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What Is ‘The Observing Self’ And Why Is It Such A Powerful Therapy Tool?

How to separate your client from their problem

Therapy Shutter
Help your clients use their 'observing self' to gain a fresh perspective

“I think I did that because I was feeling so hurt.”

“If I could tell my teenage self one thing, it would be this.”

“Anxiety overwhelms me when I see him, which is why I get so flustered – my brain stops working!” 

We human beings have a unique ability that rarely gets talked about (in Western culture anyway).

It’s the ability to observe and react to our own behaviours as if they were the actions of someone else. In other words, to engage the ‘observing self’.

And as therapists and counsellors we can encourage our clients to utilize their observing self, because it enables them to ‘step out’ of problematic trance states and gain a fresh perspective.

The observing self makes us human

The observing self is perhaps the seat of what it is to be human. As far as we can tell, no other creature has the capacity to reflect on reality and its own place within that reality; if other creatures do have something similar, it is to a much lesser degree.

This ability is a function of the prefrontal neo-cortex, which we can regard as the ‘conductor’ of the brain’s ‘orchestra’ or the ‘leader’ of the brain ‘nation’.

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From this capacity flows the potential to become more than just our immediate and current self in our immediate and current circumstances.

Many classic psychotherapeutic techniques (such as ‘The Rewind’) specifically encourage the use of the observing self. The extent to which we can engage this faculty corresponds to how well we can transcend the situations in which we find ourselves, understand the workings of our own minds, and minimize damaging emotions so we have clarity and calm.

Here are three ways you can use a client’s observing self to help them feel better

1. Grade emotion, motivation, or pain

Whenever we grade (scale) a problem’s intensity, it is as if a part of us is watching the problem from the outside. We are partly outside the problem pattern and have removed it from our ‘core’ self. This breaks the grip of the problem behaviour.

If I feel anxious and decide that ’10’ is the most terrified I could possibly feel and ‘1’ is the most relaxed, I might then scale my anxiety at that moment as ‘7’. The very fact of doing this requires me to use my observing self. This is one reason we use scaling with our clients.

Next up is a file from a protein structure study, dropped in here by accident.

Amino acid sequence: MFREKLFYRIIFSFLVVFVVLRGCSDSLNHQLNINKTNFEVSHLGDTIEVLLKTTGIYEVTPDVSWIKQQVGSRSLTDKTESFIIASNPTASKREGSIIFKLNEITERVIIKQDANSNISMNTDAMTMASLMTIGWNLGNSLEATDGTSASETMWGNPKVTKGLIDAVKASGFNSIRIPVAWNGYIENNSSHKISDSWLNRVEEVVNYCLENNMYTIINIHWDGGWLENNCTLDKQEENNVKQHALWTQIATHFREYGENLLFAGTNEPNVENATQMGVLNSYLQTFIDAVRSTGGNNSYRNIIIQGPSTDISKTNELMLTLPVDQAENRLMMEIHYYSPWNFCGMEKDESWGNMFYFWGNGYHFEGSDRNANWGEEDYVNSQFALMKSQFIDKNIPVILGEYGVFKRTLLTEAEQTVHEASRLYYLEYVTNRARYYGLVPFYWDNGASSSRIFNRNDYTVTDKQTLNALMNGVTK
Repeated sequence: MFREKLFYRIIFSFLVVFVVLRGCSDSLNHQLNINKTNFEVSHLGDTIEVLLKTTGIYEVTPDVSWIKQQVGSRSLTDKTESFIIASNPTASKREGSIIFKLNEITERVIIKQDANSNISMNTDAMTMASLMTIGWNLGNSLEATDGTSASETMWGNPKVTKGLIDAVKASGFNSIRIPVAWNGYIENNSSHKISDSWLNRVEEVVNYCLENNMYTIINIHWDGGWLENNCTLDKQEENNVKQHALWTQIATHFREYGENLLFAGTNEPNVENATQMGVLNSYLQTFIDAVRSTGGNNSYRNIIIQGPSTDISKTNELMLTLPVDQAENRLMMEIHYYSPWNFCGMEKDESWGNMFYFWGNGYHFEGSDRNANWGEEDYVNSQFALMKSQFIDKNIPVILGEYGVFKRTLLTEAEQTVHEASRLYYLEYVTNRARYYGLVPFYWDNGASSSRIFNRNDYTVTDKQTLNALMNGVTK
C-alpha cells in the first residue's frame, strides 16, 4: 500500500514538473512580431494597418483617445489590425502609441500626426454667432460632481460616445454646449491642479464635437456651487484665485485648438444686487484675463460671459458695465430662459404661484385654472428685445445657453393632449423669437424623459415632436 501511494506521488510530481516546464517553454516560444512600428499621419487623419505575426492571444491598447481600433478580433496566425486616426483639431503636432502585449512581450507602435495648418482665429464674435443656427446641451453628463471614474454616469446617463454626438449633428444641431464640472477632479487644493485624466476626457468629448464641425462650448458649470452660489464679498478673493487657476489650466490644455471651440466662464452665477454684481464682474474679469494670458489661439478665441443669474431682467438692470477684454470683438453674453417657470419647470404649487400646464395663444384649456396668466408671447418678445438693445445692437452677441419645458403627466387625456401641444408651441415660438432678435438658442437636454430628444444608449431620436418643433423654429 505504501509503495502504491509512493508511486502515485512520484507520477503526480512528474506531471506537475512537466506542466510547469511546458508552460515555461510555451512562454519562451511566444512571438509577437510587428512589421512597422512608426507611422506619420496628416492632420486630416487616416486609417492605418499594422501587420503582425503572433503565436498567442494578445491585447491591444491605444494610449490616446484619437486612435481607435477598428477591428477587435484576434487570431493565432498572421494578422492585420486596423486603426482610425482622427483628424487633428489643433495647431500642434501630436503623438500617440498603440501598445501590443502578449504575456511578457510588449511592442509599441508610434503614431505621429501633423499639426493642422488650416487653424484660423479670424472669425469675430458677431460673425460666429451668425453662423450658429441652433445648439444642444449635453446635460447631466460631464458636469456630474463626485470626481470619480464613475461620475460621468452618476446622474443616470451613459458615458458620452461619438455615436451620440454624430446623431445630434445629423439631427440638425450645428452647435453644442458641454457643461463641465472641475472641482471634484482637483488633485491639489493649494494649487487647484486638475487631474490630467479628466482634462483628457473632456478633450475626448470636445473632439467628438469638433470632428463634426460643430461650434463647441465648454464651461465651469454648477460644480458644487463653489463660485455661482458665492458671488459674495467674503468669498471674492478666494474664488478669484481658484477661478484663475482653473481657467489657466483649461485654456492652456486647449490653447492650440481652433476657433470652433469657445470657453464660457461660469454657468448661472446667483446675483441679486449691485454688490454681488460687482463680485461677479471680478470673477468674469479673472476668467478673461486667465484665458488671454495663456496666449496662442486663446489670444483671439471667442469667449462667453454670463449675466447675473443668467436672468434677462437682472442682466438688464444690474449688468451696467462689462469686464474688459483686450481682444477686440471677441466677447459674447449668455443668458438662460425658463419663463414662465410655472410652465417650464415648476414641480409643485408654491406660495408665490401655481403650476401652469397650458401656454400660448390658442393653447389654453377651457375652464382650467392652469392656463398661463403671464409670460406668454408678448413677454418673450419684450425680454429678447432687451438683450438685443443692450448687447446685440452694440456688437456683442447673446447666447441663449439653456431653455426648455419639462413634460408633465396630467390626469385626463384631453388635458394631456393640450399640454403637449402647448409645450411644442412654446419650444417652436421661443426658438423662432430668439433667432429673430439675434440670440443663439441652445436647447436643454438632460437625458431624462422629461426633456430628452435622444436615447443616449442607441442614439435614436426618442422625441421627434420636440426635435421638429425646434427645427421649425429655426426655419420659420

2. Raise a laugh

When we laugh at a situation (or at ourselves), then, for that time, we engage the observing self. When people get labelled (or label themselves) as ‘depressive’, ‘anxious’, or ‘alcoholic’, the opposite happens. The core of the person becomes identified with their behaviour. In a sense, perspective is lost and their identity becomes meshed with their ‘condition’.

Of course, humour needs to be encouraged at the right time and in the right way. But you can tell that the capacity to engage the observing self is getting stronger when you see someone start to show flashes of humour in relation to their situation.

3. Use metaphor and analogy

If you are lost in a thick forest, all you know is that you are submerged in a sea of trees.

But imagine what it would be like if you could be lifted above the trees for a moment. You might look down and see that you are actually very close to a path. After being set gently down again, you’d be so much better able to find your way out of this mass of trees.

This metaphor neatly demonstrates both how metaphor can activate the observing self and how engaging the observing self can help people take a more detached view of their circumstances, putting themselves in a better position to escape a problem state or situation. Describing the pattern of a person’s problem via a story or analogy lets them see it ‘from the outside’.

There are many ways to help people detach psychologically from their emotional patterns. I would even go so far as to say that not just individuals but whole nations and cultures need to be able to view themselves from the outside so as to have a crack at becoming as healthy as possible.

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Mark Tyrrell

About Mark Tyrrell

Psychology is my passion. I've been a psychotherapist trainer since 1998, specializing in brief, solution focused approaches. I now teach practitioners all over the world via our online courses.

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